Is this flaky? Blasphemous? A disaster waiting to happen? Or something that might help grow the game?
Golf course architect Bill Amick has drawn up something he calls “Pain Relief for Golfers on Par-3 Holes When the Pace of Play is Slow, Slow, Slow.”
Amick certainly has the credentials to weigh in with an idea on how to try to fix what remains one of the biggest impediments to growing golf. He started his Daytona Beach, Fla., firm in 1959, making it the oldest in that golf-centric state. He’s designed more than 75 courses, been President of the American Society of Golf Course Architects, and received its Distinguished Service Award in 2011.
But even with those achievements, there’s one more thing he’d like to accomplish in his career. “One of the next most frustrating things to any golfer is waiting on the tee of par-3 holes,” he says. “An easy and inexpensive way courses could provide brief entertainment to ease a bit of that strain would be by creating a target short of the green on those holes [see diagram below].
“Rings forming a target could be mowed at a slightly lower height of cut than the surrounding grass,” Amick explains. “The result is a bullseye with a center circle and three surrounding scoring zones. These give a score from zero to four, depending on where a waiting golfer’s ball stops on or outside the target.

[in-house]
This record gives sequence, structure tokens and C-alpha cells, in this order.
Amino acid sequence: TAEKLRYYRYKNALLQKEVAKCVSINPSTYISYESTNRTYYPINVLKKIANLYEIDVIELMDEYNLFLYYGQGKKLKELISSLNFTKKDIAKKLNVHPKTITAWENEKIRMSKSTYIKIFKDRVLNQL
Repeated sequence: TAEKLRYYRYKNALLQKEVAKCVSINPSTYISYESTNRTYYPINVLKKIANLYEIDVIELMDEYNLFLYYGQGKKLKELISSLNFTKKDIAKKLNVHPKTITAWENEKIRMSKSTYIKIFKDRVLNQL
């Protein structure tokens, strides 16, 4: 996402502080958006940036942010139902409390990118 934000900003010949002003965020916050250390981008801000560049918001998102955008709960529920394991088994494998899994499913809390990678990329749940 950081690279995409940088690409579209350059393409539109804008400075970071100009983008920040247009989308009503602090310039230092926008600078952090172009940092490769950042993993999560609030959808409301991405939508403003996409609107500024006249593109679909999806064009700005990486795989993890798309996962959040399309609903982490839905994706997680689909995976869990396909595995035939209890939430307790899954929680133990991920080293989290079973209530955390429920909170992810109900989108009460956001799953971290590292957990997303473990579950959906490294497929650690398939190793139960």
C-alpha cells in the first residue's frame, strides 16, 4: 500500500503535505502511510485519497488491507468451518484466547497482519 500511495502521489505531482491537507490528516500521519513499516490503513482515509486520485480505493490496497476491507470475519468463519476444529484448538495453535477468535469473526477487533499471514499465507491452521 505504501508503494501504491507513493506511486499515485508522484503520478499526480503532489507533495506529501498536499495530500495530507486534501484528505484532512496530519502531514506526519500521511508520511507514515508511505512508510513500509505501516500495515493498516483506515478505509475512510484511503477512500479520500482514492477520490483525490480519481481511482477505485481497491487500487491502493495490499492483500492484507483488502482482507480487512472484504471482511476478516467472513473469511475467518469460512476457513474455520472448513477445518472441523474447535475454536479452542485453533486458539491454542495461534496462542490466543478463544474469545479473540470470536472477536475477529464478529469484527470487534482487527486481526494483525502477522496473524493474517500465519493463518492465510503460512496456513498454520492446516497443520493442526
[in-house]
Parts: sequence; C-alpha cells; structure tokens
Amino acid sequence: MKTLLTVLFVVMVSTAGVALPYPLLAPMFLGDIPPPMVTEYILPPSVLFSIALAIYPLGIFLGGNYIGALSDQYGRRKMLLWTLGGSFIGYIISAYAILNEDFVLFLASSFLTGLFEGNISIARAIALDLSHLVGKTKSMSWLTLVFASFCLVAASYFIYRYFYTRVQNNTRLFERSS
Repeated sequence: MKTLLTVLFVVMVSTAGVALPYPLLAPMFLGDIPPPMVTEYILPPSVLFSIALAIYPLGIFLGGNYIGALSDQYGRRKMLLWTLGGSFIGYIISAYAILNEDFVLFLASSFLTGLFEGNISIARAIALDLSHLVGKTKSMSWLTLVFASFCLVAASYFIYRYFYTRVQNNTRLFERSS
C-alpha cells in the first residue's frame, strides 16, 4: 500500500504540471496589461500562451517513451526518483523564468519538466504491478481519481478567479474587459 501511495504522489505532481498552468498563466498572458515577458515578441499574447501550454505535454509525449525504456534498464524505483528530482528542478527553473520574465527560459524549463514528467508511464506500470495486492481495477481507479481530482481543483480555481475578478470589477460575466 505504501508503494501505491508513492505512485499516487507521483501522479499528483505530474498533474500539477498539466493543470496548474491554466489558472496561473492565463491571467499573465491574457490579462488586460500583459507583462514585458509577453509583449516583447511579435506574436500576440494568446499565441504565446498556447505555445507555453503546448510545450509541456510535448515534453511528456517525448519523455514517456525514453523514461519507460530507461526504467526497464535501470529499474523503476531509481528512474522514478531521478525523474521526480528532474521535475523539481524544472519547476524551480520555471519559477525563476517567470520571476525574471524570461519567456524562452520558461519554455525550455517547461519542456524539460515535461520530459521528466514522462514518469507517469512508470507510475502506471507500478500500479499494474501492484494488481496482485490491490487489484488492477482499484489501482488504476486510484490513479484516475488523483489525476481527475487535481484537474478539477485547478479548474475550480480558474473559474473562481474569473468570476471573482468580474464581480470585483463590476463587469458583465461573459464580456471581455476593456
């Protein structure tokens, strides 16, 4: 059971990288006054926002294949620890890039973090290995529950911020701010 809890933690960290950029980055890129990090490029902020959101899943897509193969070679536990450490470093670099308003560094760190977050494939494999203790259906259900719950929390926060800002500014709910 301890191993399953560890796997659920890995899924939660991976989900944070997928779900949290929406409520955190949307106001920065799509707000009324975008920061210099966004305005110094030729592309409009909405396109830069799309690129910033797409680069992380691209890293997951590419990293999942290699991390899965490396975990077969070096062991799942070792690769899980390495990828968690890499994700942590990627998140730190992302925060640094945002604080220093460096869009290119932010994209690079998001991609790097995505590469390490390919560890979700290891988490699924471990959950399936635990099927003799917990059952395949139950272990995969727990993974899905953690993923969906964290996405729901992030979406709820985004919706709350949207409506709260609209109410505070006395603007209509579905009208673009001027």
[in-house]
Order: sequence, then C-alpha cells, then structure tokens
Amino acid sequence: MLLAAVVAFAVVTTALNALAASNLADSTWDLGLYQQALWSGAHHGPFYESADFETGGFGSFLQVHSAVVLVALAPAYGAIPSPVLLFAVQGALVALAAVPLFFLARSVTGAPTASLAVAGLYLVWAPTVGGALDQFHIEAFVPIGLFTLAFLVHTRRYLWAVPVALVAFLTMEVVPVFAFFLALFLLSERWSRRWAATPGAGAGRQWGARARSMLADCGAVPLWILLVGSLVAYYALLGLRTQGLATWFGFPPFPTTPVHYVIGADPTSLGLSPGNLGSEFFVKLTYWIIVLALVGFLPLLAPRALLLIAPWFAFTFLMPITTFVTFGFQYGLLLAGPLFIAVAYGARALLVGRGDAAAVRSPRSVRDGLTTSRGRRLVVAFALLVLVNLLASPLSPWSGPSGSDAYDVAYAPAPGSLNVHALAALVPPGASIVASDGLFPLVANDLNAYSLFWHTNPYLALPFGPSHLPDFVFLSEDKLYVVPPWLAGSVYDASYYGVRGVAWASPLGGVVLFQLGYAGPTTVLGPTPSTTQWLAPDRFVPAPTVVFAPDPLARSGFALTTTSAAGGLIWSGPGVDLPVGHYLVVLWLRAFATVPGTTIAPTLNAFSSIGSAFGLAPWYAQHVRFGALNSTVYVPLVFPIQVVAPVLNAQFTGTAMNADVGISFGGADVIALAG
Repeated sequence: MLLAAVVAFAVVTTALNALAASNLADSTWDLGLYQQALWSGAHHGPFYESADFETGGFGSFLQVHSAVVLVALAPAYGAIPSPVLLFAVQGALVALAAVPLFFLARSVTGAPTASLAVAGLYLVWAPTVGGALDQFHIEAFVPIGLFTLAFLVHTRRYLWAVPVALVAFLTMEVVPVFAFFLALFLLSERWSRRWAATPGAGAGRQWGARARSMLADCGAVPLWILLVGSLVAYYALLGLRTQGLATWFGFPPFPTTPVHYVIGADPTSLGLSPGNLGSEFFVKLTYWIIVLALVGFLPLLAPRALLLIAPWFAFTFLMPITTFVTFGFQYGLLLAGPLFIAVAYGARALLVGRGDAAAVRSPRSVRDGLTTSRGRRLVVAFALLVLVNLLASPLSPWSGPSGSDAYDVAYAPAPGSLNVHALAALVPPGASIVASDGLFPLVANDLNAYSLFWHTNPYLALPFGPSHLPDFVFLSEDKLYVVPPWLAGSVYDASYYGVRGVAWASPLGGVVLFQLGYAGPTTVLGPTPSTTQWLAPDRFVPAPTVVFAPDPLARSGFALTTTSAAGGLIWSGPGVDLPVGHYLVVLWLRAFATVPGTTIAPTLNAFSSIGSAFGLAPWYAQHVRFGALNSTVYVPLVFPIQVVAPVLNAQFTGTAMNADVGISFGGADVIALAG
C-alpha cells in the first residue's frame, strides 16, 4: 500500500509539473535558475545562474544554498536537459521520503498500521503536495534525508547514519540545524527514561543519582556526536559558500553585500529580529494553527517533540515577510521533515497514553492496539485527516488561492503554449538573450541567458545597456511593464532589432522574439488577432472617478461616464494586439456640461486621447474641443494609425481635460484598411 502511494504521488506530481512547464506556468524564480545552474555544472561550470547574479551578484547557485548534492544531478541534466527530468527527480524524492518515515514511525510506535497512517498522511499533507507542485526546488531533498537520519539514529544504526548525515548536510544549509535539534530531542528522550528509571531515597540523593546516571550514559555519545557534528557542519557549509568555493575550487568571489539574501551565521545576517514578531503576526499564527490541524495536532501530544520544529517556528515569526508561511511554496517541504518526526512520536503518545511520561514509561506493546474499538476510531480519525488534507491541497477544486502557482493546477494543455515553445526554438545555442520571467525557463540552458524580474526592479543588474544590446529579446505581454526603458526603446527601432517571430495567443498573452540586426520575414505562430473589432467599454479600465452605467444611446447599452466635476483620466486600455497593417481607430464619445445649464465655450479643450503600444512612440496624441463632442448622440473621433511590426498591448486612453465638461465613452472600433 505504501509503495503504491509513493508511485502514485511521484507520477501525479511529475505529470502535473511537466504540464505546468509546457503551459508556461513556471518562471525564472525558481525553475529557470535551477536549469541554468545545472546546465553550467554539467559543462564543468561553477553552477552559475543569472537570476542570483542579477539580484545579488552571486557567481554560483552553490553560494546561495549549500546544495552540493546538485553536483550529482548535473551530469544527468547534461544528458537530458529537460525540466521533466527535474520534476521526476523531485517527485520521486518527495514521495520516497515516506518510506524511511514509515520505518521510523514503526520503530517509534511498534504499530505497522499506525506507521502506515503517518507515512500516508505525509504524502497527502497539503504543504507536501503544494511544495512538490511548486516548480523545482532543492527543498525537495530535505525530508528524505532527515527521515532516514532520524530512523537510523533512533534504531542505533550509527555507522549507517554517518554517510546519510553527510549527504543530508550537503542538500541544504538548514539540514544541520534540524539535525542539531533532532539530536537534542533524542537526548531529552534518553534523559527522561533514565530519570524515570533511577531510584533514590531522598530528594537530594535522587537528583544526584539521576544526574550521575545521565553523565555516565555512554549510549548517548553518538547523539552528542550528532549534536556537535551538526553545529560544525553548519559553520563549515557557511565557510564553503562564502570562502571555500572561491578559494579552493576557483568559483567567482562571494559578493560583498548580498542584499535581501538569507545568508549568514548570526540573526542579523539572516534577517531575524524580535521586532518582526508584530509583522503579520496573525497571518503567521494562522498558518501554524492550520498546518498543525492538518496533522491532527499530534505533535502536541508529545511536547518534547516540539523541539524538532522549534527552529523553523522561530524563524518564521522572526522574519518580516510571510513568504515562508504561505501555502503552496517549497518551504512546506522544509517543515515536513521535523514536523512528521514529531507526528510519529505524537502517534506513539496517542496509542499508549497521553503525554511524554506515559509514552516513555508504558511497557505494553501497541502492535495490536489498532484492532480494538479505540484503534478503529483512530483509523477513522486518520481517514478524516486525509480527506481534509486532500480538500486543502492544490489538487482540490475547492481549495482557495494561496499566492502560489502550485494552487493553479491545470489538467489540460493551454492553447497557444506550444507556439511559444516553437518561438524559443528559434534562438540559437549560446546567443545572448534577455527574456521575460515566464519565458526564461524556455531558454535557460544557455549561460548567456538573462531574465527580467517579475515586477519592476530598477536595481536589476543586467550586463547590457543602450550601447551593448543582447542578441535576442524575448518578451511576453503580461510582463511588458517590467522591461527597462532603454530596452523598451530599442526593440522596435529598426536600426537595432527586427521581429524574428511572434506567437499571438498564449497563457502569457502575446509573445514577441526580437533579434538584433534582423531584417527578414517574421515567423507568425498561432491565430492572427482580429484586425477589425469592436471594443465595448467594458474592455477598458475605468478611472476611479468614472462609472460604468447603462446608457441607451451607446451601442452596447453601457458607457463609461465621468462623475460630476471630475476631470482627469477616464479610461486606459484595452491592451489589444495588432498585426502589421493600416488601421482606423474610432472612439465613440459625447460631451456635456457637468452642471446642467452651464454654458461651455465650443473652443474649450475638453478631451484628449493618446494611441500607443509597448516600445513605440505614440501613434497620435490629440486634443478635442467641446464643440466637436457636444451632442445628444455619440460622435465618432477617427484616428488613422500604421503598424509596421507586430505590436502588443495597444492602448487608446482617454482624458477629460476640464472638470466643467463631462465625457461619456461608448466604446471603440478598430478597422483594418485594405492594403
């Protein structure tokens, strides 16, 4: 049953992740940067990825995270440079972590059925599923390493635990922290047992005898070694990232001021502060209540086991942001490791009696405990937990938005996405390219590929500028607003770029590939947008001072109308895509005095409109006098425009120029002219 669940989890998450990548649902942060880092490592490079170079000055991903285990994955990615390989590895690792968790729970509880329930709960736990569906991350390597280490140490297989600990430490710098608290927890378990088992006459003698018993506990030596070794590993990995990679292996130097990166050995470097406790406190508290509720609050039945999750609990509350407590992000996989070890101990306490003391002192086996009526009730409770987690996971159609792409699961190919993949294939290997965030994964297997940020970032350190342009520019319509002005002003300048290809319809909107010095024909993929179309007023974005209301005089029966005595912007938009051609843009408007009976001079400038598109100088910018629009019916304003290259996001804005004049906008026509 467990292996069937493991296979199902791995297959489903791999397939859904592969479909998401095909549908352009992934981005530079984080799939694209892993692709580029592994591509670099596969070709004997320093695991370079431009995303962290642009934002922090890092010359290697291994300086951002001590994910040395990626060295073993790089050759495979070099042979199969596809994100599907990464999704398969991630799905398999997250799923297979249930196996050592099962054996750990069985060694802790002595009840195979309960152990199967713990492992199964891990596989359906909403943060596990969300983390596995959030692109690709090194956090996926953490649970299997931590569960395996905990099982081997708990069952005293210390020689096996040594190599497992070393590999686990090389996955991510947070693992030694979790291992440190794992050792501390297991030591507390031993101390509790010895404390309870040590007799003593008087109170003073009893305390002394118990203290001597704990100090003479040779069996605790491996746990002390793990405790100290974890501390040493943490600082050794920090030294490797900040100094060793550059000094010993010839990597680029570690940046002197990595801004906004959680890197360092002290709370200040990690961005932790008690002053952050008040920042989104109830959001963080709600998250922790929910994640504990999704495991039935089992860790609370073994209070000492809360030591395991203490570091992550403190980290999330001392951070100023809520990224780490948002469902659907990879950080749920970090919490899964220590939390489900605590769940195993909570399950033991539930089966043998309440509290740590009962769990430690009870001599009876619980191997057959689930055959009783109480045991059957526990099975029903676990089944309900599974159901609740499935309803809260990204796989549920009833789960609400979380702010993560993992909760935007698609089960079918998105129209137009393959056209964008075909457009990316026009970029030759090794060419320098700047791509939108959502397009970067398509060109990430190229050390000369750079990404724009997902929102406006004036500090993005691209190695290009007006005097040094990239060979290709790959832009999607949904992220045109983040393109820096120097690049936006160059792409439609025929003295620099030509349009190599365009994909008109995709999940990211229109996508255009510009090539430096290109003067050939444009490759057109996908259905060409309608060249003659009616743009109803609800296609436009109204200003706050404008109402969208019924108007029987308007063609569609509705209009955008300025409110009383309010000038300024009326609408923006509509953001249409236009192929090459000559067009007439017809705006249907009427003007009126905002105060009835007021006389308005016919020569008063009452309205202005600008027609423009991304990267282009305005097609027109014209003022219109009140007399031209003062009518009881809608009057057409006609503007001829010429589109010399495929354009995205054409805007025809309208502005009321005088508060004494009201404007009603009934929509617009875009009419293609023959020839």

“Once the group ahead is on the green, waiting golfers could hit a shot from the tee to the target,” he continues. “The shot would not be part of their regular round and would not count in a golfer’s total score. It’s merely a diversion while they are stalled from hitting.
“Once golfers can and do hit their regular tee shots to the green, they go by the target, to note where their ‘non-counting shot’ stopped and obtain a score. That ball is picked up, and golfers proceed to play the par-3 in a conventional way with their regular tee shot. High score to the target could win a side bet.
“The main purpose is to occupy golfers’ attention for a short time, instead of them stewing impatiently on the tee, and to provide a little welcome distraction while the group ahead seems to take forever to putt out and clear the green.”
Now let’s back up and review some of the terms that Amick used as he described the concept: Entertainment…a shot that doesn’t count…diversion…a ball that’s picked up…welcome distraction.
Is this flaky? Blasphemous? A disaster waiting to happen? Or might it actually help grow the game, as another fresh approach like others highlighted in our cover story this month?
Amick says as he’s shopped the idea so far, one club in the Midwest has expressed interest in trying it. As the new season warms up, he hopes he might hear from others.
I hope he does, if for no other reason than to give him credit for trying, at a time when no idea can really be off target.